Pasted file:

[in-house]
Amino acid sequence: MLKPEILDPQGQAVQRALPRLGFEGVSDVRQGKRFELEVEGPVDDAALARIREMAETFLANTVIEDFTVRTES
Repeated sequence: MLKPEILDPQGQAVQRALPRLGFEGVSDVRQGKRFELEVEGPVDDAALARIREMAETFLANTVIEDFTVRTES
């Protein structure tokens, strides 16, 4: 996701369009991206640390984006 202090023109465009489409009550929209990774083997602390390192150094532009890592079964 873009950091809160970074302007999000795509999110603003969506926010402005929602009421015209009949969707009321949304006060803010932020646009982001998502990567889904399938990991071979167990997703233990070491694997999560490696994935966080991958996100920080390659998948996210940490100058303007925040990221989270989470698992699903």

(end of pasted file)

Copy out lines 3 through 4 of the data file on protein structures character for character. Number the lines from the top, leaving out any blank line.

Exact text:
Repeated sequence: MLKPEILDPQGQAVQRALPRLGFEGVSDVRQGKRFELEVEGPVDDAALARIREMAETFLANTVIEDFTVRTES
């Protein structure tokens, strides 16, 4: 996701369009991206640390984006 202090023109465009489409009550929209990774083997602390390192150094532009890592079964 873009950091809160970074302007999000795509999110603003969506926010402005929602009421015209009949969707009321949304006060803010932020646009982001998502990567889904399938990991071979167990997703233990070491694997999560490696994935966080991958996100920080390659998948996210940490100058303007925040990221989270989470698992699903």